“Restore Habitats, Restore Birds” is the theme for this year’s Caribbean Endemic Bird Festival (CEBF).
At dozens of events throughout the region, participants of all ages will learn how restoring local habitats can benefit the unique birds found only in the Caribbean. Events on many islands will include habitat restoration activities like clean ups and distribution of native tree seedlings for planting.
The festival, now in its 14th year, is led by BirdsCaribbean, the largest organization devoted to wildlife conservation in the Caribbean. The month-long festival includes Caribbean-wide activities beginning on Earth Day (April 22), through to International Biodiversity Day (May 22), in more than twenty countries. The event celebrates the 150 bird species that are found only in the Caribbean, known as endemics. The highly successful program attracts over 80,000 participants and volunteers each year.
“Over the last several hundred years, natural habitats in the Caribbean have been degraded and destroyed in every way imaginable,” explained Leo Douglas , President of Birds Caribbean. “Many unique Caribbean birds are now extinct, and many others are threatened. Restoring habitat helps endemic birds and also restores the natural heritage of Caribbean people.”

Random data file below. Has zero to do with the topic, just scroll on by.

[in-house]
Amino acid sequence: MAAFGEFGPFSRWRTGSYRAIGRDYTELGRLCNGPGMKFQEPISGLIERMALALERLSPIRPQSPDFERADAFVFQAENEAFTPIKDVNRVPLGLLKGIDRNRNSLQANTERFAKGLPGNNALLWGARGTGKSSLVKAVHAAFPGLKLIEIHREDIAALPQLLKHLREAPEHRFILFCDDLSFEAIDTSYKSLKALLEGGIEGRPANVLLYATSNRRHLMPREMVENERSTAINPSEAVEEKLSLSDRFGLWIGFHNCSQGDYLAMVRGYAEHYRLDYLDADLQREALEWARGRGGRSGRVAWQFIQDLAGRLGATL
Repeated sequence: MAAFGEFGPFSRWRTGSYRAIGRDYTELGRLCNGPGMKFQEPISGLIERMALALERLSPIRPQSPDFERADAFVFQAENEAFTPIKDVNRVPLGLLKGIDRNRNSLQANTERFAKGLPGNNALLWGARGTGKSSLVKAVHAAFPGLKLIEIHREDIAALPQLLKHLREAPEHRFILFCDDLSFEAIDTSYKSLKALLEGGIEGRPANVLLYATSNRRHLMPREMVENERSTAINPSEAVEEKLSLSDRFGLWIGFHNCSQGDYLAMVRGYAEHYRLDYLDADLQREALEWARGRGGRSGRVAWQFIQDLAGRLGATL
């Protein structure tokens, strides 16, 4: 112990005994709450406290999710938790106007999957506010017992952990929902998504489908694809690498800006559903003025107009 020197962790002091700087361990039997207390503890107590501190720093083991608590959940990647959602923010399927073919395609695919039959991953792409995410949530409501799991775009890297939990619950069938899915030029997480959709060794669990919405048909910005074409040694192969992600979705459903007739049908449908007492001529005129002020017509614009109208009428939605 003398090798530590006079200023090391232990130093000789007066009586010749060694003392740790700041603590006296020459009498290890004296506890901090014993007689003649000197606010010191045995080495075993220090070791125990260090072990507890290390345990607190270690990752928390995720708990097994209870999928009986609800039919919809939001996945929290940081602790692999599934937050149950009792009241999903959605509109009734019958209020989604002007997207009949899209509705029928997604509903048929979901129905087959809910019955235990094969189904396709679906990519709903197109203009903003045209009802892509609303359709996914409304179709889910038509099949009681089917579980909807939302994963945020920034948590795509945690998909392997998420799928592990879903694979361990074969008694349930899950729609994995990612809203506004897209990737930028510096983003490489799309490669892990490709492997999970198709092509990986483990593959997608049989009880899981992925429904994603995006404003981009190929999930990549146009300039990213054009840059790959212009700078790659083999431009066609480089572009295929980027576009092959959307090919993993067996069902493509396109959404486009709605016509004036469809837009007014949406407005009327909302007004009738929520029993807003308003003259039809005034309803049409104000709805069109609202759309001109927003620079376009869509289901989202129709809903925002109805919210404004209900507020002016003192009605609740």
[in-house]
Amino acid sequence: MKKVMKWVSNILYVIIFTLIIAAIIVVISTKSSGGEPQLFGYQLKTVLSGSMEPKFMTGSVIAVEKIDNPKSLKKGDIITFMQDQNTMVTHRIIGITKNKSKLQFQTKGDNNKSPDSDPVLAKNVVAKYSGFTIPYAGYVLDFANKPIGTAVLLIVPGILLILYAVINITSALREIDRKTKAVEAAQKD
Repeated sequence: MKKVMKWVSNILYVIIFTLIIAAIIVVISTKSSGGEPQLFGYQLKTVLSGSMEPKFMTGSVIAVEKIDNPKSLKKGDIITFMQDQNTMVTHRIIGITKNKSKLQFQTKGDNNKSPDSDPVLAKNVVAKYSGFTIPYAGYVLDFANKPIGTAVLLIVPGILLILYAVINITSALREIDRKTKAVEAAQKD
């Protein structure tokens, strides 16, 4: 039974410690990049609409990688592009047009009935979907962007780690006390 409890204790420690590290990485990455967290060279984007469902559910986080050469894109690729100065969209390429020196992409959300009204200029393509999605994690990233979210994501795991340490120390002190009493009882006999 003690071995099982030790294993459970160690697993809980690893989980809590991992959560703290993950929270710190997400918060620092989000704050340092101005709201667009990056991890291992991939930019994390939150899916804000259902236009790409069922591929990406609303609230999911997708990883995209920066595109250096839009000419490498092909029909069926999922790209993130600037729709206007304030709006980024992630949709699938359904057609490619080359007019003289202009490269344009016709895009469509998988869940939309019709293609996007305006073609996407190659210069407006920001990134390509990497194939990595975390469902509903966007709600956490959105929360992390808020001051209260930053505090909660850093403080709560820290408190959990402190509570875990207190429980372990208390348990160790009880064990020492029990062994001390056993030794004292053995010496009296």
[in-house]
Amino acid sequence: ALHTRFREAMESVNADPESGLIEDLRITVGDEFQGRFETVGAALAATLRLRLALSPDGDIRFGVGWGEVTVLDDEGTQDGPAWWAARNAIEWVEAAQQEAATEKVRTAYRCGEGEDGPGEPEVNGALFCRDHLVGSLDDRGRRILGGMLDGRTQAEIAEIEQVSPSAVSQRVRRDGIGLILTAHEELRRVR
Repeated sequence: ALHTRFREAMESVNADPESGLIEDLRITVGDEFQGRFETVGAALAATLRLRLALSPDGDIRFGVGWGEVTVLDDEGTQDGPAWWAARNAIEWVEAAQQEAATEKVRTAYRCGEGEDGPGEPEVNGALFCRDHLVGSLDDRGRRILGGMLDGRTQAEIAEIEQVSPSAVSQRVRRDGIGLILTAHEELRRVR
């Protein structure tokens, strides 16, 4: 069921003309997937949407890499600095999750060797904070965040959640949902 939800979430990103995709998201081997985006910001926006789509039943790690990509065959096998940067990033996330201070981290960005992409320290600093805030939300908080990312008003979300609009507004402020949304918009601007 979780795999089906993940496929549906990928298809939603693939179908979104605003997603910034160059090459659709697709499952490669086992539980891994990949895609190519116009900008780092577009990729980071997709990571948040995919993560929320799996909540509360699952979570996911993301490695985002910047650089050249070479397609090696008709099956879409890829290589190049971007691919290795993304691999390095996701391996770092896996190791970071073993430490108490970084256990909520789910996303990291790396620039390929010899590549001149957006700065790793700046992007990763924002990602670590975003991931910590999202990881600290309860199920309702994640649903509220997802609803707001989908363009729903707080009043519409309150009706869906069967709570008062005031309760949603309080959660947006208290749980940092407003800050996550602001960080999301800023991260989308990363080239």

Habitat restoration is a boon to birds, but benefits abound for people, too. Mangrove wetlands, for example, prevent erosion, serve as nurseries for fish, and reduce the impact of major storms on our coastlines. Restored habitats and their restored bird populations may also open the door to a growing industry: birdwatching tourism.
“Birding and wildlife tourism is a huge market that is just starting to make a real impact in the Caribbean,” commented Lisa Sorenson, who is leading BirdsCaribbean’s regional bird tourism project called the Caribbean Birding Trail . The United States Fish & Wildlife Service estimated that birding travel spending was US$15 billion for 2011 in the United States alone, over half of which was spent on food and lodging. “Our endemic birds are a unique asset because they can’t be seen anywhere else. Restoring their habitat can bring revenue and jobs to the region, while also protecting nature.”
The goal of the month-long Festival over its 14-year history has always been to increase public awareness of the region’s exceptionally rich and threatened bird life, using the Caribbean’s celebrated endemic birds as flagships of conservation. This is the twelfth year that Dominica has participated. Activities include; birding and tree planting with schools, public presentation, radio and television programmes, Birding while hiking with hiking clubs, Bird art exhibition at the Botanic Gardens, Chorale speech competition with the junior 4H clubs around Roseau.
In Dominica CEBF is coordinated by the Forestry, Wildlife & Parks Division of the Ministry of Agriculture & Fisheries and sponsored by the Forestry, Wildlife & Parks Division and the Rare Species Conservatory Foundation of Florida, USA.